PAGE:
The Concession however comes way too late for some young adults who have already accrued 10years lawful residence in the UK by reference to various forms of leave including previous reliance on Paragraph 276ADE(1)(v).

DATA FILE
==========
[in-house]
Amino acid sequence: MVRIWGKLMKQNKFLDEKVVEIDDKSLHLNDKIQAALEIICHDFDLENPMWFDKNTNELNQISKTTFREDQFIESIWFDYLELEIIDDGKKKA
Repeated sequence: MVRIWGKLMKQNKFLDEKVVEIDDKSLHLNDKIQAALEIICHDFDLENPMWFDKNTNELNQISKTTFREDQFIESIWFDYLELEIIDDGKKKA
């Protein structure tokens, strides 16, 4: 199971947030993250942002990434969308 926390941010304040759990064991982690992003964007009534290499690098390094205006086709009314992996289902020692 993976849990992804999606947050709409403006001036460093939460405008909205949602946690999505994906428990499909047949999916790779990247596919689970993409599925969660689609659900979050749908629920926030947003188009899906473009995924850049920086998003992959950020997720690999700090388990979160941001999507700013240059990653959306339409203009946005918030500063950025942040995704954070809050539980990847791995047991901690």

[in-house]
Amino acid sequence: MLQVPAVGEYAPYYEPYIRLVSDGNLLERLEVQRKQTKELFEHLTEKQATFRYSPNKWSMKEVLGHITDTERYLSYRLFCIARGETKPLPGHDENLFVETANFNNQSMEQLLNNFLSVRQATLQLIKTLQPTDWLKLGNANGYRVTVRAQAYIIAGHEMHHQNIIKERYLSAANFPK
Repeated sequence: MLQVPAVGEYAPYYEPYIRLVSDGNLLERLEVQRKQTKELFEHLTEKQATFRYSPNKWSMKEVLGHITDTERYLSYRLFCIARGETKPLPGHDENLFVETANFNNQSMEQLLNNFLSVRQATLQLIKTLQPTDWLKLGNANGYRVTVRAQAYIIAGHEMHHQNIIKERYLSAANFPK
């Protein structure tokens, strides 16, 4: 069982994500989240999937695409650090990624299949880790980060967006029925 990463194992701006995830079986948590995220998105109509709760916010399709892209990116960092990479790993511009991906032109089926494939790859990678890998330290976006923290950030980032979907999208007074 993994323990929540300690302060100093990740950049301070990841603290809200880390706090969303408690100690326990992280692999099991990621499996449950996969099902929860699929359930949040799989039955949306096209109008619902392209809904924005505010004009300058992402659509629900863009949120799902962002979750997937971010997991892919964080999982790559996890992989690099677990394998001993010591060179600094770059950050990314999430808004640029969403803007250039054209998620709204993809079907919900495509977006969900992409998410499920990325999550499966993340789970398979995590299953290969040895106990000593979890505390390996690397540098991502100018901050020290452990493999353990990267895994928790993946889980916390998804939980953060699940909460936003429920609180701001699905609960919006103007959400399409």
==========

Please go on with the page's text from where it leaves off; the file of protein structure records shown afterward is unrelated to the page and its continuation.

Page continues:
There are also relevant young adults who may be completing or have completed 10years lawful continuous residence in the UK and are due to apply for indefinite leave to remain in any case under the Immigration Rules. Such applicants due now to apply for ILR, may be perfectly able to speak and write English, but for one reason or the other are having difficulty passing the Life in the UK exam. There is no requirement to take the English language test nor life in the UK exam in order to satisfy the criteria of the Concession. Instead of applying for ILR under the Immigration Rules and have that application refused, depending on the circumstances, there may be detailed consideration given to applying instead for an extension of leave under the private life Rules and requesting a grant of ILR under the concession. After all, the new amendment criteria includes that an applicant have met the criteria set out in paragraph 276ADE(1)(v) in a previous application for leave to remain and have previously qualified under paragraph 276ADE(1)(v). Therefore affected applicants unable to pass the Life in the UK test seem able to resolve these difficulties by applying for an extension also relying on the Concession instead of applying for ILR under the Immigration Rules. If the grant of ILR under the Concession is successful, then a refund will be made of the NHS Surcharge.